James English: Over here?

Carolyn Marvin: Well, to continue that conversation, I’ve been thinking about what does a journalist think about that problem of, fair is not the issue. And it seems to me that there are other—there’s one more term besides “fair” and “objectivity,” and that’s humility. And there’s a way in which, you know, any kind of polarization, and I think what’s so dangerous about tribalism—and even when we acknowledge that tribalism is a problem—then we still recreate a binary, which is it’s democracy versus the enemies of democracy, fascism versus democracy, well, Republican and Democrat, obviously. But to me, part of the important moral responsibility that journalists have is humility. Which is the possibility that you might be wrong. All tribalism and all binaries work against that, because then you have to subscribe to one or the other. And so I would not use the term “fair.”

I would not use the term “objective.” I would hold on to the importance—it’s a big world, and a lot of values can be held at the same time—but I would hold on to “humility.” Because the ability to remember that you might be wrong is not a bad virtue to have when you’re a journalist, and that you don’t want to get rid of.

Maureen Ryan: Can I just add something to that? It’s sort of a little bit of a pivot. But also, facts are really handy, and you know—I find one of the things that Nancy’s done in her work, a number of people have done in their work, is just look at what people say versus what they do in their stats. The Writers Guild of America keeps stats on who’s employed where, and what—you know, the race and gender and makeup of writing rooms. And so one thing I’ve really found is that there are these armies of people wanting to spin you, or armies of people paid very highly to say this or to get you to say that.

But if you say to a network, 90% of your TV directors are white men, they don’t have a response to that except, “We’re going to try to do better.” And then regardless of your political affiliation, your cultural background or anything, two years later, if they haven’t done any better, then that’s a fact. You know what I mean? I actually find that there’s—you know, sometimes I give my opinion, sometimes I’m writing a column, but when I’m doing sort of data-based reporting, it’s so much easier. Because it’s just columns of numbers. And Hollywood is one of the most statistically studied organizations in the world, so we have these numbers.

The SAG keeps numbers. The Writers Guild, the Directors Guild, the Geena Davis Institute, the Women’s Media Center. The Center for the Study of Women in Television and Film at San Diego State University, which has been doing incredible work. USC Annenberg, the multiple Annenberg entities.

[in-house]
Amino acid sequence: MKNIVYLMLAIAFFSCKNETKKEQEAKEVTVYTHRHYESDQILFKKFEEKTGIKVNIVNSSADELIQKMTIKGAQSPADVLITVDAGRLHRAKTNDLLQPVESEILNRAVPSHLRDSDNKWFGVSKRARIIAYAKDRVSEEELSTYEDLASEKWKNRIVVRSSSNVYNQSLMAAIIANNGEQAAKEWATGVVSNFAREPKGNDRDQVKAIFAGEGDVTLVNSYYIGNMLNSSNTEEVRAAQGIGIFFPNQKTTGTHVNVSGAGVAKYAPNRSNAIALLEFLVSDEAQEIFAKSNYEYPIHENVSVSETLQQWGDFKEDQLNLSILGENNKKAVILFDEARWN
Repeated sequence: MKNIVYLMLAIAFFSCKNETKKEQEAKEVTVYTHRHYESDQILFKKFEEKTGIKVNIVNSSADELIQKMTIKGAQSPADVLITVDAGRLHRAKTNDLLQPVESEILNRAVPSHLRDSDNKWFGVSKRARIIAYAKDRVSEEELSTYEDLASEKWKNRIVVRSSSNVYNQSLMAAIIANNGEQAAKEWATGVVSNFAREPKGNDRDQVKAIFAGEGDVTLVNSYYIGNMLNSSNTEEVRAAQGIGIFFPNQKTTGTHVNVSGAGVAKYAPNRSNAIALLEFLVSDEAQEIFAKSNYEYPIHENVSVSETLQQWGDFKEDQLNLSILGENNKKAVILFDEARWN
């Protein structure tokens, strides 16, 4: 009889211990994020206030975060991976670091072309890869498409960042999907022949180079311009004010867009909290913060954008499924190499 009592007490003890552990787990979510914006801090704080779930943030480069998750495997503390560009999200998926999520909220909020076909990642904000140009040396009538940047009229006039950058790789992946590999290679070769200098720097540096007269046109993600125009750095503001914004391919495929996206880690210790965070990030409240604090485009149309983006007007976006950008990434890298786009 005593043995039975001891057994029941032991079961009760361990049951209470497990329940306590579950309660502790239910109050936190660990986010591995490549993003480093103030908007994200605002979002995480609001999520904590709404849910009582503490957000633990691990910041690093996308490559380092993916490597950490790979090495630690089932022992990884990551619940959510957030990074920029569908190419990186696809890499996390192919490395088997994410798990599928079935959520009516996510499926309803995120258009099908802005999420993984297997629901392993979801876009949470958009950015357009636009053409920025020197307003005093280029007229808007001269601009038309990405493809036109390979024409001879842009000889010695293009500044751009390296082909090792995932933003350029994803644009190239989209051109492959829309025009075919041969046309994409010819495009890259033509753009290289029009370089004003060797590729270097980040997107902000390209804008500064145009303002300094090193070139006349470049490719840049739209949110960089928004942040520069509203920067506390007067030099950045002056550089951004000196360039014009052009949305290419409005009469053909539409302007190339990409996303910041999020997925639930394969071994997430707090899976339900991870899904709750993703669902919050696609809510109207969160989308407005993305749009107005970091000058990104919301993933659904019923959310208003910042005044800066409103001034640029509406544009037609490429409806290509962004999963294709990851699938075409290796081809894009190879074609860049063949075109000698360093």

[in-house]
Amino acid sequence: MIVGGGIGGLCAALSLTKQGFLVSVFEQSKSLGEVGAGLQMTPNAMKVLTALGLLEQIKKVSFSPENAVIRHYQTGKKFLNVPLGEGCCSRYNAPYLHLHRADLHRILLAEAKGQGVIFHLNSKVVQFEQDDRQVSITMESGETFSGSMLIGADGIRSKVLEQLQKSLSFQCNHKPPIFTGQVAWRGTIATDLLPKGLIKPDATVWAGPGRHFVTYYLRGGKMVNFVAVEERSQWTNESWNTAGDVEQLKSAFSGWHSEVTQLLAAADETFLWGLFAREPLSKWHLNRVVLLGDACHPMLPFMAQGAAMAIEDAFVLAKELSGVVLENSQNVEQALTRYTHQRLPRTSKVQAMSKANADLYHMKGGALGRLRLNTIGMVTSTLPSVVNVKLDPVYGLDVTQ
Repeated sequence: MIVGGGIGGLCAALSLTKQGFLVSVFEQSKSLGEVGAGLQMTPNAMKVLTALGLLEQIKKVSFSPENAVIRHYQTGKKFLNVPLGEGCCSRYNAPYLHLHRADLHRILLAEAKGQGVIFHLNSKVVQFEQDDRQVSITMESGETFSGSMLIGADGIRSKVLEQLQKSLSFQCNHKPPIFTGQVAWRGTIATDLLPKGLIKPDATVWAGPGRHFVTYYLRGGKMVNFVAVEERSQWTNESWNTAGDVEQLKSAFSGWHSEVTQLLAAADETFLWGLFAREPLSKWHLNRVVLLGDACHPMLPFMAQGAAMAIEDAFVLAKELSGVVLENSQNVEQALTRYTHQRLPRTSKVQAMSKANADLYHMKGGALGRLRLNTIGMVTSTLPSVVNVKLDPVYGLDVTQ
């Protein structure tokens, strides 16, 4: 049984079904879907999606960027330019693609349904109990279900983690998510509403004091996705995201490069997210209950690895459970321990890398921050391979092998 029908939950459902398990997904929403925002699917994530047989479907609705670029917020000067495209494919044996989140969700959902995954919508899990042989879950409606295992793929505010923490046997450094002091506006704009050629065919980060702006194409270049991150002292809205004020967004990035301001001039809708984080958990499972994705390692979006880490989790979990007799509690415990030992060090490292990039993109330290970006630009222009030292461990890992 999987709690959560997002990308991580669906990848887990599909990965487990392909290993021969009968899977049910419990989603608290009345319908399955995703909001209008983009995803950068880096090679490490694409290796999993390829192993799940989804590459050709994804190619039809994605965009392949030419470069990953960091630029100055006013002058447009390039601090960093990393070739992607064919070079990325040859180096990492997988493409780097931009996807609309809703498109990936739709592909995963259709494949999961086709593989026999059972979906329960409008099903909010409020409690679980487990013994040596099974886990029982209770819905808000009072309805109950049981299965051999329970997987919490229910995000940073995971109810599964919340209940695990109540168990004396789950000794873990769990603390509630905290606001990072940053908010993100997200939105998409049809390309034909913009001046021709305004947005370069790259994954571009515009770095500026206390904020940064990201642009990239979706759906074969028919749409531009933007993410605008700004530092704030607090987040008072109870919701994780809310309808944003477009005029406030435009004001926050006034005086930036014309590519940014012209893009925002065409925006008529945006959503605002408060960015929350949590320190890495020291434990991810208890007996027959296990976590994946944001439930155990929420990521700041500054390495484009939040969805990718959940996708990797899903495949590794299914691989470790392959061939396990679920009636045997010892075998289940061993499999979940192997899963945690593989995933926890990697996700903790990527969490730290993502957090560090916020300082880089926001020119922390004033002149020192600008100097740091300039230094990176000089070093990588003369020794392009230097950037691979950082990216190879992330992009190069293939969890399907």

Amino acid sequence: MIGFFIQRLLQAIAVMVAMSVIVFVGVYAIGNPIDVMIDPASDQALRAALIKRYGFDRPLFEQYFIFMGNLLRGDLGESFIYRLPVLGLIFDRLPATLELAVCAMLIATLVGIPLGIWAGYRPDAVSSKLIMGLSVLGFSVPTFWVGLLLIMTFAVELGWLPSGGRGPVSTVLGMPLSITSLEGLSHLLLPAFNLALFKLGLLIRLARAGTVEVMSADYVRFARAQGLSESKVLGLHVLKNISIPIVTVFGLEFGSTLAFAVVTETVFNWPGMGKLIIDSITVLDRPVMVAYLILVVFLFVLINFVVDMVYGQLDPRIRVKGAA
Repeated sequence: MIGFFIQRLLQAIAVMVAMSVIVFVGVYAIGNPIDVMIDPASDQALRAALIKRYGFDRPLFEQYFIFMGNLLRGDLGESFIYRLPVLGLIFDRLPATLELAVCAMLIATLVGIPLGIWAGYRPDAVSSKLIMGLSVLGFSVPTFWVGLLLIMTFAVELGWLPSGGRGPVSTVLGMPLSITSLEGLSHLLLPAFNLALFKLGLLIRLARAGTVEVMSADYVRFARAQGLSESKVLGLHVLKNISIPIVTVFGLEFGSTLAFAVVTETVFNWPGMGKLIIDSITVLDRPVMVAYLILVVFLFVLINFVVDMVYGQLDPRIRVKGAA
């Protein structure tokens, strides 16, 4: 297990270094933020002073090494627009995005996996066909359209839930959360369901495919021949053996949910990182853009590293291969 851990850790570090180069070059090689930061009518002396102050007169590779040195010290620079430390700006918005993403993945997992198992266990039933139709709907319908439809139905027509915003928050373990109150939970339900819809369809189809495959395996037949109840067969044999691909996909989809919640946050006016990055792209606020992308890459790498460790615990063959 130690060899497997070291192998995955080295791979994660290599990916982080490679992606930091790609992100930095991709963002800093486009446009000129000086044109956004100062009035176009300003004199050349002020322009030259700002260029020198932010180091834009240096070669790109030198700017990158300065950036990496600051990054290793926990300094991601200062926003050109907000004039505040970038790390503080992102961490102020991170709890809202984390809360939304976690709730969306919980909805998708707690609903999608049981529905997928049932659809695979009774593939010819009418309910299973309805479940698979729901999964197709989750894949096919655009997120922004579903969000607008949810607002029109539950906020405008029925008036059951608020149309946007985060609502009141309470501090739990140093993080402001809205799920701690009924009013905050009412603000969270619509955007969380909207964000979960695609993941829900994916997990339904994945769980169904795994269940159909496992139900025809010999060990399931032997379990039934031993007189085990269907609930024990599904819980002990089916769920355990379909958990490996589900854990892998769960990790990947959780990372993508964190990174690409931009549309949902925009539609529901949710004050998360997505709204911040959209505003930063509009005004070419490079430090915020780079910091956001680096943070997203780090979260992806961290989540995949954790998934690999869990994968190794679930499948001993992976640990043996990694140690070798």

So yeah.

So, like, all of these things are findable, and so what I find is, like, if people have stated that they want to be inclusive or they want to be reflecting of America, and you typically get executives—the media’s base is talking about these things. They want to reflect both the Trump voters and the new demographic realities, and all the things. Okay, that’s great, but let’s see where the numbers are with that. And you can’t fight math.

James English: Did you want to respond to …

Michael Delli Carpini: Yeah, I just thought of this larger issue in the spirit of having facts. I mean yes, I think the mainstream media has changed, but this is from the Columbia Journalism Review just before the Women’s March in January of 2017. “This week, countless American journalists have been weighing the costs of joining the Women’s March in Washington, DC.

“Staffers coast to coast, from the San Francisco Chronicle to the New York Times, have received specific edicts against attending. Others likely know the tried-and-true rule, handed down from standard-setting organizations like the AP: Journalists are not allowed to join protests or demonstrations, in order to avoid appearance of bias.”

So yes, there is discussion about it and even change, and maybe, within the space of the last year, changed even further, but at best it’s being discussed. The idea that it has changed in any real dramatic way I think is still an open question.

Judith Matloff: But if I can just add, most people, I think, that I know in the industry, didn’t respect those edicts.

Michael Delli Carpini: Yeah, that’s … I think that’s a sign of the kind of the breaking of the laws, exactly, that’s right. But that’s different than saying it’s okay to do it, right? It’s the—realizing we’re in a different situation in a grass—almost a grassroots effort to change.

James English: We started a little late, so we’re going to go a little after 3:00PM. We have time for maybe three, four more questions.

Barbie Zelizer: Maybe bundle them?

James English: Yeah, why don’t we do that. We’ll take three questions. We’ll start with these three in back, then I’ll come over to this side and get your three questions, and then let the panel deal with them on block, all right? So remember to identify who you are first. We’ll start here.